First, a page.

That adage led a Purdue University researcher to pursue collaborating with a Chinese eye center and university to discover new drugs that possibly could cure or prevent vision loss and retinal degeneration. The focus of Yuk Fai Leung's new laboratory with the Joint Shantou International Eye Center of Shantou University and the Chinese University of Hong Kong is testing the benefits of traditional Chinese medicine, including herbs, flowers and other plants. More
Beijing has allocated 1.49 billion yuan to a subsidy fund to support development of traditional Chinese medicine in the rest of 2013. More
Chinese medicine is a rich source of pharmacologically active substances. How can we best tap the wealth of past empirical experience to enhance future therapeutic advancement? Better understanding of the chemistry of medicinal herbs would enhance the exploration of new therapeutic benefits and product development. This presentation provides an overview of innovative research for quality assurance, identification of active components, and understanding of the molecular mechanisms of multi-component herbal medicines. VIDEO
EU-funded project GP-TCM ('Good Practice in Traditional Chinese Medicine Research in the Post-Genomic Era') was set up to assess current EU research practice on the use, safety and efficacy of traditional Chinese medicine. In particular, the project focused on herbal medicines and acupuncture. More
Experts from Cardiff University’s School of Medicine have joined forces with Peking University in China to test the health benefits of a traditional Chinese medicine in cancer treatments. The team also set-out to examine how by combining it with more traditional methods like Chemotherapy could improve patient outcomes and potentially lead to the development of new cancer treatments and therapies. More
A healthcare service based on traditional Chinese medicine (TCM), will soon be established in China. The project, initiated in 2007, will help standardize a rising number of TCM services across the country to prevent fraud. The new department would integrate examination centers at hospitals to give advice regarding TCM drugs or techniques. More
Traditional Chinese medicine (TCM) is an integral part of mainstream medicine in China. Due to its worldwide use, potential impact on healthcare and opportunities for new drug development, TCM is also of great international interest. Recently, a new era for modernisation of TCM was launched with the successful completion of the Good Practice in Traditional Chinese Medicine Research in the Post-genomic Era (GP-TCM) project, the European Union's Seventh Framework Programme (FP7) coordination action on TCM research. This 3.5-year project that involved inputs from over 200 scientists resulted in the production of 20 editorials and in-depth reviews on different aspects of TCM that were published in a special issue of Journal of Ethnopharmacology (2012; volume 140, issue 3). In this narrative review, we aim to summarise the findings of the FP7 GP-TCM project and highlight the relevance of TCM to modern medicine within a historical and international context. Advances in TCM research since the 1950s can be characterised into three phases: Phase I (1950s-1970s) was fundamental for developing TCM higher education, research and hospital networks in China; Phase II (1980s-2000s) was critical for developing legal, economic and scientific foundations and international networks for TCM; and Phase III (2011 onwards) is concentrating on consolidating the scientific basis and clinical practice of TCM through interdisciplinary, interregional and intersectoral collaborations. Taking into account the quality and safety requirements newly imposed by a globalised market, we especially highlight the scientific evidence behind TCM, update the most important milestones and pitfalls, and propose integrity, integration and innovation as key principles for further modernisation of TCM. These principles will serve as foundations for further research and development of TCM, and for its future integration into tomorrow's medicine. Article access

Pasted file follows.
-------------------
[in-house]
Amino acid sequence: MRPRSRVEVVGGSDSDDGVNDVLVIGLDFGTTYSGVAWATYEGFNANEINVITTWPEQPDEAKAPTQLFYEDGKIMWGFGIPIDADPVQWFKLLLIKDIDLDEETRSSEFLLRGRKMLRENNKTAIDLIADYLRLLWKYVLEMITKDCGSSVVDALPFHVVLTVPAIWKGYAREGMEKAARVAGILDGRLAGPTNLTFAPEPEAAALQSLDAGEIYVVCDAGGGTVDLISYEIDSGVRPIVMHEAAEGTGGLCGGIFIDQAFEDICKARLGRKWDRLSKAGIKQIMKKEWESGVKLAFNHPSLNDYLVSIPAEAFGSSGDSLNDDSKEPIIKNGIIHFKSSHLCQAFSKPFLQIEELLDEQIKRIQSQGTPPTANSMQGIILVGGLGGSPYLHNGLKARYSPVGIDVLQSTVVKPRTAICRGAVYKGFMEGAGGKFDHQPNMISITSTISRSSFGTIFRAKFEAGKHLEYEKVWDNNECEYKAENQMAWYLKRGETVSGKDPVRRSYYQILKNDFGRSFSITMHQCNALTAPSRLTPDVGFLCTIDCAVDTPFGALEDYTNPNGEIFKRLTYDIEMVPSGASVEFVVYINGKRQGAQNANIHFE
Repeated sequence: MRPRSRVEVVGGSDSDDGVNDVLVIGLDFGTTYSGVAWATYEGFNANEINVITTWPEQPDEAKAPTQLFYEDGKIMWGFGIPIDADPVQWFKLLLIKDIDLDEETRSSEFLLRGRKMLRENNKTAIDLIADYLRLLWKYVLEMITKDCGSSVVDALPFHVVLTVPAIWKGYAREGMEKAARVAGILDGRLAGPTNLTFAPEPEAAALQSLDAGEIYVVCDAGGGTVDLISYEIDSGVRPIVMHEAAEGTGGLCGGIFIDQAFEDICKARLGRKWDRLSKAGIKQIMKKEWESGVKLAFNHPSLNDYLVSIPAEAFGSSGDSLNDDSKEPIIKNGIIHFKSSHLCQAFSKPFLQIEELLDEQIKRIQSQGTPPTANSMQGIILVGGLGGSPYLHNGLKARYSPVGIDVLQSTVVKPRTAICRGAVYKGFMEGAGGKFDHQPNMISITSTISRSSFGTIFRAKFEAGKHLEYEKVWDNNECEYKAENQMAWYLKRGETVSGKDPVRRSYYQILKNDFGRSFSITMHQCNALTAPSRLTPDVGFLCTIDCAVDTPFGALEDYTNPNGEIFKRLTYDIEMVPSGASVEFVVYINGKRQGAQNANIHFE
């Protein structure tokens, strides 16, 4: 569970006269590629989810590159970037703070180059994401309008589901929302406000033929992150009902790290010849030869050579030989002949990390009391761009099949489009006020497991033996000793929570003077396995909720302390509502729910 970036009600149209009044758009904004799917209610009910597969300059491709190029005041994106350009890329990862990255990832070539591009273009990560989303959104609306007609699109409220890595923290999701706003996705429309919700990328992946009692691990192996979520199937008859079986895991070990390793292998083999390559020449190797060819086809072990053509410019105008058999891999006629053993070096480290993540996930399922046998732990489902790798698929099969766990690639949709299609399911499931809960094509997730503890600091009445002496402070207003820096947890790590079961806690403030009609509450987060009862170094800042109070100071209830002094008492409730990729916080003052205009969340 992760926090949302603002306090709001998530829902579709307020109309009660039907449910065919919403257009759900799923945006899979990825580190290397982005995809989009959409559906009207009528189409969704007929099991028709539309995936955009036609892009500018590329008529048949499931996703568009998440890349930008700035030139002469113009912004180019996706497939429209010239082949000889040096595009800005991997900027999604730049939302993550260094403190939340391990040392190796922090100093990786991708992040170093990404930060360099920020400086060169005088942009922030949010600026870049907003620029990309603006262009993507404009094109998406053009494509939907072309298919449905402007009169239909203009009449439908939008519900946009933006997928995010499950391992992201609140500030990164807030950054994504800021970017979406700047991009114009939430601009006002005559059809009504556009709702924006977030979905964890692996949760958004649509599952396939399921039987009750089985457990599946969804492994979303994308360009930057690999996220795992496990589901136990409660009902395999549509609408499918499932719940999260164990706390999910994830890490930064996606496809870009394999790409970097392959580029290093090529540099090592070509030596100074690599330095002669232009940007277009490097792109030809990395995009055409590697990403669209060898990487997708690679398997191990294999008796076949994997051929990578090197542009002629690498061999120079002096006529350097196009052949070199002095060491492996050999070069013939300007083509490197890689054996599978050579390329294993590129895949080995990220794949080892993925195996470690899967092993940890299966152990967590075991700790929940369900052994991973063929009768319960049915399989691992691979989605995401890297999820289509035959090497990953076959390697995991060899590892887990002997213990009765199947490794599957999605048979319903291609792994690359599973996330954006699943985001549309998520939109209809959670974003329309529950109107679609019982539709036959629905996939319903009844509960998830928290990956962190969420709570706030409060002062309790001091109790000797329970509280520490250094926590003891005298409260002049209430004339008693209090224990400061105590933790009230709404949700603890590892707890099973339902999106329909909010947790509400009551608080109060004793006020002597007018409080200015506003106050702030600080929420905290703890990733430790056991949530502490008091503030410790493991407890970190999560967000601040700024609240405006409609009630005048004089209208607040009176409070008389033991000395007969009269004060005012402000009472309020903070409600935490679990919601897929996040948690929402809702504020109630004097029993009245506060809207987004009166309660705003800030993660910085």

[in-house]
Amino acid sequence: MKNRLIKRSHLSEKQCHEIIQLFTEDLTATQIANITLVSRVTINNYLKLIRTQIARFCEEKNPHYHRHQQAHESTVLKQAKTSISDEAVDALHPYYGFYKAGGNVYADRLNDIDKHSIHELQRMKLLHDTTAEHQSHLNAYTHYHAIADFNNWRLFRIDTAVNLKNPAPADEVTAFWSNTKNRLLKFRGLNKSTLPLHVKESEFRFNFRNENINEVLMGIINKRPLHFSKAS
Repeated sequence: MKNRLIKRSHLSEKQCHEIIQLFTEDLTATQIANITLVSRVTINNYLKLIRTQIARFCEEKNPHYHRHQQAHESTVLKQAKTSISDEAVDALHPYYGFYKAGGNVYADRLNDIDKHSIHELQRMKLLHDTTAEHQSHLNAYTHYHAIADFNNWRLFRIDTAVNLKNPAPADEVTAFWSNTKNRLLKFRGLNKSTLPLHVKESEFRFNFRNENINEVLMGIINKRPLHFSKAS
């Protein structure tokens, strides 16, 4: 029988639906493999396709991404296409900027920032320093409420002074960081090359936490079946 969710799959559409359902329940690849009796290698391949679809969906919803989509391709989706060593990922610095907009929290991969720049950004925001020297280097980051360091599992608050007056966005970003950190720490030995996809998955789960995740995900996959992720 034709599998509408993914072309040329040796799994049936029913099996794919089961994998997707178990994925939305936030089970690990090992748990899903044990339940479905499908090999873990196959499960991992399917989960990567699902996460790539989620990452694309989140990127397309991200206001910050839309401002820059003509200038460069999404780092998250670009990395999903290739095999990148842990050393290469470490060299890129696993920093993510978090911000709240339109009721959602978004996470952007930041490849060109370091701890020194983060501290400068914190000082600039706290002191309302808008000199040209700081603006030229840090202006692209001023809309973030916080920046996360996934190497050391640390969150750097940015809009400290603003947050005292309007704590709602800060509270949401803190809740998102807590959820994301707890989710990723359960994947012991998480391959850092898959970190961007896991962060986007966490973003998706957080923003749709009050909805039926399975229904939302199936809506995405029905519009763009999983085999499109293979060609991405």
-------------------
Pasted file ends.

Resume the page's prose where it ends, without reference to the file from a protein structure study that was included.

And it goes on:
Traditional Chinese medicine could be a key weapon in the treatment of type 2 diabetes, a joint international study has found. The study involved a controlled clinical trial of 800 type 2 diabetic adults, comparing anti-diabetic drug Glibenclamide as a stand-alone treatment and treatment with Glibenclamide in conjunction with traditional Chinese medicine. More
According to a 2012 report by market research organization IBISWorld, government support and increasing demand in China has driven TCM to expected revenues of $25.7 billion in 2012, up 14.8% from 2011. The industry has grown by 20% each year on average since 2007, and profitability has continued to rise as well. More
BEIJING - A white paper on medical and health services released Wednesday by the Chinese government underlined the irreplaceable role of Traditional Chinese Medicine (TCM), because of its unique characteristics and advantages in curing diseases of different kinds. More
Pharmaceutical company GlaxoSmithKline will open a new research unit in China to look at traditional Chinese medicine.According to the company, Innovative TCM will be one of GSK's R&D programs in China, aiming to transform TCM from an experience-based practice to evidence-based medicines through innovation and differentiation. More